Playoff Game 01
Arenas 7, Canadiens 3
NHL Championship, Game 1
Monday, March 11, 1918
Arena Gardens, Toronto, Ontario
Travelling at top speed from start until finish, Toronto defeated the Canadiens by 7 to 3 at the Arena last night.
It was the first of the home and home series to decide which team will meet the Pacific coast champions, and the Blue Shirts will carry a lead of four goals to Montréal for the return game Wednesday night. On the form displayed by the locals last night, they should hold their lead in Montréal.
Both teams were fully extended, and with each team determined to secure the “edge,” strenuous hockey resulted. Tripping, slashing and hard body checking were very apparent at all times, and both teams were equally guilty. The Blue Shirts won because of their persistent backchecking and tenacious attack.
In the opening period, they checked the Flying Frenchmen off their feet, scoring two goals and holding the Canadiens without a tally. In the second period each team scored once, while in the closing chapter Toronto scored four, while the Canadiens tallied twice.
In the opening period, Toronto had all the better of the play, bombarding the veteran Vézina in goal with shots from all angles. It was only the superb work of Vézina that kept the score from being considerably more in Toronto’s favour than it was. Noble, Crawford and Meeking hurled wicked shots at him time after time, following up viciously for the rebound. Hull and Corbeau played nice defensive hockey, but they were outguessed and outplayed by the Toronto forwards.
The numerous penalties imposed upon both teams for rough work necessitated the use of all substitutes for perhaps the first time this season. The slogan of the players on each team appeared to be “An eye for an eye and a tooth for a tooth,” and they lived up to it. Almost every player on each team visited the penalty box at various stages, with the exception of the goalkeepers, and considerable rough play went unnoticed.
While great credit must be given to the Toronto forwards for their strong, aggressive exhibition, the lion’s share of praise must go to Holmes in goal and Cameron and Mummery of the Toronto team.
The defensive work of Mummery and Cameron was a treat to witness. They broke up the rushes of Lalonde, Pitre and Malone time after time, and after stopping the attack of the visitors, took the puck and carried it into the Canadiens’ territory. Mummery spilled the Frenchmen like ninepins, and the big fellow seldom looked for trouble.
On several occasions, various players of the visiting team attempted to stop the husky defenceman; invariably they came to grief. Besides his sterling defensive play, Mummery provided an offensive that was most effective. Although not a speedy skater, he carried the puck several times to the mouth of the Canadiens’ goal. On one occasion after a clever rush, he lost the puck to Lalonde, but regained it a moment later, and turning sharply, drove one right past Vézina, much to Lalonde’s chagrin.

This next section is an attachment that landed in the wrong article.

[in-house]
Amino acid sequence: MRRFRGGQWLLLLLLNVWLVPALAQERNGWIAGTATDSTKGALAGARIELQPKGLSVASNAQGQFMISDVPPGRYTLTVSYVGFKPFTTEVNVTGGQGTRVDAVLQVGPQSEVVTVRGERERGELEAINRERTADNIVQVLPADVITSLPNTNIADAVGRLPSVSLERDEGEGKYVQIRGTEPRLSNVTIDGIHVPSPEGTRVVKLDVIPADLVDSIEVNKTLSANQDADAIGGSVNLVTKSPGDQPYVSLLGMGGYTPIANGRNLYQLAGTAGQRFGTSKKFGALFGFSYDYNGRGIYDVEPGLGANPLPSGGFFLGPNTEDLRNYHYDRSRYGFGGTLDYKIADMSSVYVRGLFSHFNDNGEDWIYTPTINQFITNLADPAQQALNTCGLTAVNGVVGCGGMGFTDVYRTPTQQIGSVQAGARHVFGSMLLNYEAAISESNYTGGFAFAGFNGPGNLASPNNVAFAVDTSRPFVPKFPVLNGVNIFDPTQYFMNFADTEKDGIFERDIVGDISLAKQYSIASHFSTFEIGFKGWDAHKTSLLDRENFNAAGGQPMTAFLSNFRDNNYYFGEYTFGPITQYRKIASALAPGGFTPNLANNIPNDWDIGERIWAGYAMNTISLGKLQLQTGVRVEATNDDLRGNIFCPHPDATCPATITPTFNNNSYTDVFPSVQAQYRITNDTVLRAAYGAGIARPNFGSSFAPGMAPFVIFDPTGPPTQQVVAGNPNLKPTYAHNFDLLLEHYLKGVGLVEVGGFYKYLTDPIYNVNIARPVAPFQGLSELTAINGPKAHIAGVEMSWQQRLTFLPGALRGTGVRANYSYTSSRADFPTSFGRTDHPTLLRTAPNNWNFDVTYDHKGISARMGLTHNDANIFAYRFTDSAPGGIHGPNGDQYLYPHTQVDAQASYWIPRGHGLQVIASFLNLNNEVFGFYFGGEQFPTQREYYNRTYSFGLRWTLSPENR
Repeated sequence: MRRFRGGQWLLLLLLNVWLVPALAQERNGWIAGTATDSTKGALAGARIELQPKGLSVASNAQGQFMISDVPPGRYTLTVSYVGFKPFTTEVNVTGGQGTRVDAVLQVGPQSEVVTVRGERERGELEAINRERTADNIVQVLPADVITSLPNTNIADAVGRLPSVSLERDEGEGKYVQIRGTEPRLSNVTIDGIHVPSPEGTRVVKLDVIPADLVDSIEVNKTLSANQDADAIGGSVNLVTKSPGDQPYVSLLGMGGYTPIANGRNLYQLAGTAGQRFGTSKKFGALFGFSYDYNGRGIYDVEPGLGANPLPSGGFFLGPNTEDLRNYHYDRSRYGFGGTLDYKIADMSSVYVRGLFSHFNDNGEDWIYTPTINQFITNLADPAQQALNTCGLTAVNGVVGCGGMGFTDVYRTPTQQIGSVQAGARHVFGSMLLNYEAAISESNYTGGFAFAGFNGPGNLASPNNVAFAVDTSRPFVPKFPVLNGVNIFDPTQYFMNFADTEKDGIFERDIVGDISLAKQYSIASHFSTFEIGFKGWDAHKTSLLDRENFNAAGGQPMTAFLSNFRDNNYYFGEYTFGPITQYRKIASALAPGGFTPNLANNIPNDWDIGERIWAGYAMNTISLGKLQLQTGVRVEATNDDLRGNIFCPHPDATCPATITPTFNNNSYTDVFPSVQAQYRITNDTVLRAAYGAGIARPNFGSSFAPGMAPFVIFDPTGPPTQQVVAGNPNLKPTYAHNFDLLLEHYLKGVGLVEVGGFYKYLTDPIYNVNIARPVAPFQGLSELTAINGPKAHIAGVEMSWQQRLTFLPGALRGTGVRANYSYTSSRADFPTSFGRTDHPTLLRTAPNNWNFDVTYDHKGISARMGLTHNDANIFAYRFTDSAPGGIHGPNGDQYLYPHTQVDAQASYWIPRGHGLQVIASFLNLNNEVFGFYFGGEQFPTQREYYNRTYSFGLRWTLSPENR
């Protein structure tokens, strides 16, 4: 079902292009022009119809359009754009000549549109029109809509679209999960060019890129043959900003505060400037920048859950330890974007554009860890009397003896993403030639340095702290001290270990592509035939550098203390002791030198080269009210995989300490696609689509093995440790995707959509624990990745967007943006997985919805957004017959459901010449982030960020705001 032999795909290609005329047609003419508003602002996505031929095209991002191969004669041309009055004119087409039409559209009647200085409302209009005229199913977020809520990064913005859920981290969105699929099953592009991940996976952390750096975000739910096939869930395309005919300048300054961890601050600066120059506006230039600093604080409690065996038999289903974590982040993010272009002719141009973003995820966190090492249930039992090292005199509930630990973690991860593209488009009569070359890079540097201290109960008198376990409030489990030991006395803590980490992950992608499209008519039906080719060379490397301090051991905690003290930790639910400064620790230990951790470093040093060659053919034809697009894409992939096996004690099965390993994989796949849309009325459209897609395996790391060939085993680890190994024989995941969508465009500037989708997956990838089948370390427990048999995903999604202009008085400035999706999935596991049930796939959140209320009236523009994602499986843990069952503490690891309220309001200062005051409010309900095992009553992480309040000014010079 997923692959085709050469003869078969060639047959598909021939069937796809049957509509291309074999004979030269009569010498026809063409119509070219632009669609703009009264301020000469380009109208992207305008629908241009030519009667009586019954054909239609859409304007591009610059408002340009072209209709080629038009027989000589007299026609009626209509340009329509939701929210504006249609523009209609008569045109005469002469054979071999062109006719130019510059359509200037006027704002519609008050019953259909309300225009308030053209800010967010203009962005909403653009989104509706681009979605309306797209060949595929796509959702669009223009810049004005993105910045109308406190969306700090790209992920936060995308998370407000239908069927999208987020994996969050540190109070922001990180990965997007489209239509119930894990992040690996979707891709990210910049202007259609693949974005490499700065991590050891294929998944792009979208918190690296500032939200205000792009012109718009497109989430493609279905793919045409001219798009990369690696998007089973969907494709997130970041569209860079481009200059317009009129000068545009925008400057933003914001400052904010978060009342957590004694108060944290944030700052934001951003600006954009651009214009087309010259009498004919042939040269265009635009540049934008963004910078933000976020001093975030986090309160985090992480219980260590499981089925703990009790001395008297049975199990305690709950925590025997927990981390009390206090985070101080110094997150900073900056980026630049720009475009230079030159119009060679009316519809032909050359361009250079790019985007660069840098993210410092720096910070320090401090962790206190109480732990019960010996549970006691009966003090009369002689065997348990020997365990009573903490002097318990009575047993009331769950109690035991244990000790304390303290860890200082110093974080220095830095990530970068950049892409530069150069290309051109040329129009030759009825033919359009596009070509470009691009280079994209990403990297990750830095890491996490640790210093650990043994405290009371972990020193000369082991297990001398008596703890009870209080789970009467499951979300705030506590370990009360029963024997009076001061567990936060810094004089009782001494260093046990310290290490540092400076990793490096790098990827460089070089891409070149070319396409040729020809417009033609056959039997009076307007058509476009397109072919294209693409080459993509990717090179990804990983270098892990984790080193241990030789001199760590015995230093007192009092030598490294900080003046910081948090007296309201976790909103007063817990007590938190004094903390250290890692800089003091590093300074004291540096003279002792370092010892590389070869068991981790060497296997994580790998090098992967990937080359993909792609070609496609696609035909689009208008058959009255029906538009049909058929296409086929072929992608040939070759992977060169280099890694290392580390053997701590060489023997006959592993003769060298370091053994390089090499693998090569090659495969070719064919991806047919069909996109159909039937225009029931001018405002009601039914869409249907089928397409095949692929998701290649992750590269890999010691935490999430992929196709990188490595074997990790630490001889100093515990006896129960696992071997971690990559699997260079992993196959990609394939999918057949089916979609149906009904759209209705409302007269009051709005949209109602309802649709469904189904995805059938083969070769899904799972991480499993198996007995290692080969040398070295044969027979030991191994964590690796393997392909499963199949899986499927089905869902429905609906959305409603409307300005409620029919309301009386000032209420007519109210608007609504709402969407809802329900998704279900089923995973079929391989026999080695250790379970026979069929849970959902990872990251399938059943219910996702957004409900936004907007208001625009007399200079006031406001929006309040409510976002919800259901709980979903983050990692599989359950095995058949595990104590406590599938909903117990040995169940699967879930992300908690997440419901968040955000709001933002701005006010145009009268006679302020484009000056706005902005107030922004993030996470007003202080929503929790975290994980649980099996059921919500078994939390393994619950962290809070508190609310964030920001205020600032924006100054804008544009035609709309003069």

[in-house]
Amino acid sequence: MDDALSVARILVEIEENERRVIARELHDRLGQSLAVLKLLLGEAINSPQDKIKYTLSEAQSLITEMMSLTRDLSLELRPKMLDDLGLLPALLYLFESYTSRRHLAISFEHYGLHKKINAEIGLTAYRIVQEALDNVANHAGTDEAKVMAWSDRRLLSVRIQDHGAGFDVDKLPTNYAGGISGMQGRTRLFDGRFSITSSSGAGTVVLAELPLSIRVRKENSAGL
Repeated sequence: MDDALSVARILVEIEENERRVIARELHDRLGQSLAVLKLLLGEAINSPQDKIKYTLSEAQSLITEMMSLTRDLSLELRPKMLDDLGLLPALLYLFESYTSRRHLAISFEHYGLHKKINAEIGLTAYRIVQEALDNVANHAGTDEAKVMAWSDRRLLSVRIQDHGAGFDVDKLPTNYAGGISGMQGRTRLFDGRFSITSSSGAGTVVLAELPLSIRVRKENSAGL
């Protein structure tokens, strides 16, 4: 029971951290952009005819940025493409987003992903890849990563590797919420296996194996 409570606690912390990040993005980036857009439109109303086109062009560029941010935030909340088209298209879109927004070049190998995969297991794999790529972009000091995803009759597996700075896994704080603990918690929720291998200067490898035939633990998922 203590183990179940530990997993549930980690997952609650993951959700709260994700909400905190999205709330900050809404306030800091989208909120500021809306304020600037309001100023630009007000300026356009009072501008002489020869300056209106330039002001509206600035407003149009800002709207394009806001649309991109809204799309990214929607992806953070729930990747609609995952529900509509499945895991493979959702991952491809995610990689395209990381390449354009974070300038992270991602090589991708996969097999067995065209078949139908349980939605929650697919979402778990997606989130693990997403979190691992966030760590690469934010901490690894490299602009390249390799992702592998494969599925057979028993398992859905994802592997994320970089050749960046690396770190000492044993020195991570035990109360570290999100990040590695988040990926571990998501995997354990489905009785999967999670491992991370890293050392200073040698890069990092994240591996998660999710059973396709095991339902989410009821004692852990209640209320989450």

Cameron astonished the fans with his speed and tricky stickhandling. He broke away with several whirlwind rushes, and on several occasions when not in a position to score, passed the puck swiftly and accurately to one of his own forwards in a more advantageous position to shoot. Cameron’s heady playing was responsible for three goals, one of which he secured himself and two of which were made on passes from him.
Holmes played his usual excellent game in goal. He stopped all kinds of shots, and cleared quickly and cleverly. The first goal which beat him was from Lalonde’s stick, the French leader shooting from almost halfway, lobbing the puck over Holmes’ foot. In the final period, Holmes came out of his goal three times to break up Canadiens rushes.
Noble was in good form and played clever hockey at all stages, while “Rusty” Crawford worked unceasingly, checking back with speed and persistency that gave the Frenchmen little opportunity to stage any combination. Meeking proved very effective in front of the Canadiens’ goal, and Randall was another to keep Vézina busy. Jack Adams was given a chance in the final period, and came through with flying colours. He checked back well, and his shots on goal were always dangerous.
Lalonde was again 50 percent of the visitors’ team. He never ceased trying, but was outmanoeuvred at every point. The back checking of the Blue Shirts held Malone and Pitre helpless. Corbeau played a strong defensive game, but was badly shaken up as the result of a hard body check in the first period which slowed him up for the remainder of the game. Hall worked hard if ineffectively.
Story originally published in The Globe, March 12, 1918
TOR GOAL – 05:00 – Meeking (Randall)
TOR GOAL – 17:00 – Randall (Cameron)
MTL GOAL – 04:00 – Lalonde (Pitre)
TOR GOAL – 05:00 – Meeking (Noble)
TOR GOAL – 05:00 – Meeking
MTL GOAL – 07:00 – Corbeau (Lalonde)
TOR GOAL – 11:00 – Adams (Cameron)
TOR GOAL – 12:00 – Cameron
MTL GOAL – 13:00 – Lalonde (Hall)
TOR GOAL – 14:00 – Mummery
TOR – Mummery (3 minors + major), Crawford (3), Randall (3), Skinner (3), Adams, Meeking, Noble
MTL – Corbeau (2), Lalonde (2), Coutu, Hall, Malone, Pitre
TOR – Holmes (W)
MTL – Vézina (L)
TOR – Goaltenders: Hap Holmes. Defence: Harry Cameron, Harry Mummery. Forwards: Jack Adams, Rusty Crawford, Corb Denneny, Harry Meeking, Reg Noble, Ken Randall (C), Alf Skinner.
MTL – Goaltenders: Georges Vézina. Defence: Bert Corbeau, Billy Coutu, Joe Hall, Jack Laviolette. Forwards: Louis Berlinquette, Newsy Lalonde (C), Joe Malone, Jack McDonald, Didier Pitre.